Sarah

So we are communicating this project as a project and not like we are implementing a tool. So it's for us about the people, the processes and the data and the tools. So we are combining and leveraging these four components and having a project dedicated to that. And so it's not only the goal to implement a CLM system, but it's also about discussing about the processes, aligning about the processes, having a greater discussion about business policies, who needs to approve what that we're all getting now on the same page. And it's for us it's so much easier to do it on a concrete example instead of having this discussion in in on an abstract level, just in general. So I think this was maybe the most convincing argument in the in the end that we're saying, OK, it's not only about the tool, we're doing the entire contracting process and leveraging and standardising their everything we can do.

Tom

And do you think, I mean, again, I feel like I'm asking a really leading question, but do you think it was a real advantage that you came from a non legal background into legal to essentially be able to understand the wider business benefits of legal tech?

Sarah

Yes and no. I think the benefit is that I also need to ask legal, what is your main concern? What is your main value? So it's it's less than I am part of the legal team and just focusing on their value, but also sometimes hard because I'm not in the processes, I don't know how the processes work. So I'm a little bit the external in the project, which is good and which is bad. Yeah.

Tom

So from a skill set perspective, it was, it was probably positive and a wider business understanding. But actually when you're trying to understand the use case, having that legal domain knowledge is, is definitely helpful.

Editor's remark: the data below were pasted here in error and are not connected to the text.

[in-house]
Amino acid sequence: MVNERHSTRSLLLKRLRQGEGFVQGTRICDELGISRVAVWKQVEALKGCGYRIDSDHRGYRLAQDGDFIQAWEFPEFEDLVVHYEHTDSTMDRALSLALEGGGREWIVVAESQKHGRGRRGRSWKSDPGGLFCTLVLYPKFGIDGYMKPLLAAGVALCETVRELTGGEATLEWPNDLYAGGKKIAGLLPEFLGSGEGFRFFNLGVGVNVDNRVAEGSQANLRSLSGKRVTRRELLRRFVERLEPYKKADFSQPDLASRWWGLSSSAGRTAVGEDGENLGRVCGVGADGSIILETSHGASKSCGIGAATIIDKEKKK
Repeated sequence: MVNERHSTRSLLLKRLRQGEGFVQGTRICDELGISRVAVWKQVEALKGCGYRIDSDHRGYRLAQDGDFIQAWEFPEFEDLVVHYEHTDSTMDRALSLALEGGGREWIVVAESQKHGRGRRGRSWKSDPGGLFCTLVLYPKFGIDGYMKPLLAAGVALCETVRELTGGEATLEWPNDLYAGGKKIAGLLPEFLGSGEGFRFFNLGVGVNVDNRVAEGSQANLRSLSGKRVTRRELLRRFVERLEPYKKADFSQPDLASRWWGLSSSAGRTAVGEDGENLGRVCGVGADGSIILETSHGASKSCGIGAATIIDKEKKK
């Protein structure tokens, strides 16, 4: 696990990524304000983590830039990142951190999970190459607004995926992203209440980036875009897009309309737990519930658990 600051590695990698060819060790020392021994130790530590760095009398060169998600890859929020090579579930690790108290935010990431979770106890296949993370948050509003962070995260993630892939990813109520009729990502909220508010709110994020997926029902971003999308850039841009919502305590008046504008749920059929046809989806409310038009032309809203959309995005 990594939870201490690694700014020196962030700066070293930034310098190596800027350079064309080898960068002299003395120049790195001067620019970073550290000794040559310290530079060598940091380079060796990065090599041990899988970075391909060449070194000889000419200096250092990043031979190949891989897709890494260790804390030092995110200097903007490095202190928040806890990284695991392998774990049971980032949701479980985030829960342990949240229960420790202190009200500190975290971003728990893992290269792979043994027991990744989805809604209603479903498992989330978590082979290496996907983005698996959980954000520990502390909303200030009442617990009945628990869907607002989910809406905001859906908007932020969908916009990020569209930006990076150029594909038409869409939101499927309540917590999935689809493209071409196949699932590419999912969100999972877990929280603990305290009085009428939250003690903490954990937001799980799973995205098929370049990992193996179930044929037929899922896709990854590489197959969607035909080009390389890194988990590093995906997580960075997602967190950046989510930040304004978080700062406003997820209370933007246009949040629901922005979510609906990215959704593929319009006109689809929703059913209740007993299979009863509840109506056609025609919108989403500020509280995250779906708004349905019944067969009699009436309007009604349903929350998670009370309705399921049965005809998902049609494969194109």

Sarah

Yeah, Yeah. So it's good to have the have both. So we are now doing a tandem with one of the legal part, Mariana. She's a lawyer. And now I'm doing the other part.

Tom

That's a good tip in itself. I guess for anyone looking to implement technology or go about this kind of process change actually having that dual focus probably actually really I guess more supplies the the effects of you know review the process but also again wider business buy in as well and not just relying on lawyers in isolation or you know I guess this this kind of project management digital transformation expertise separately that makes good sense. Well, I guess one of the things we should talk about is Summize and PTC has been a obviously very exciting PTC as a customer. But I guess looking at that in isolation as a tech product and something again that would have followed your internal process and budget justification and what you've just discussed. What was the pain point that you were looking to achieve, sorry, looking to solve by using some eyes what was the kind of business case or the the kind of internal message when you were kind of going to the wider teams?

Sarah

I think it's really about the standardisation of the entire contracting process. So we don't have a standard intake today. We don't have, I mean we do have playbooks but they are not involving standard clauses for deviations for example. So we are starting drafting it each and every time from scratch. So it's harder for the review part. We don't have a standardised repository. So we it's hardly what we can't hardly report on specific things out of the contract. So I think the, the main benefit from Summize is that we can handle the end to end process starting from the intake and then going through the creation, through the negotiation part to the repository and also getting the extractions from the legacy contracts.

Tom

That makes sense and I'm glad. And in terms of the, obviously one of the elements that was relevant to PTC was the Teams chatbot. So I guess there's one which is I guess the value that you will see to kind of get out of that. But two is a side to side question. Was that important in getting internal buy in that it felt familiar to perhaps other departments that were not necessarily lawyers that it was within teams?  

Sarah

Yeah. I think it's really a key part for the adoption, a tool like a CLM tool that we're getting the other departments on board, sales or finance or whatever and really doing these end to end process. So they are not need to go to a web page or whatever. They can stay in the environment where they're working. So it's not only the Teams chatbot, but for us it's also the Salesforce integration. So our CLM system which is really important for us so that the business user can start the process wherever they are.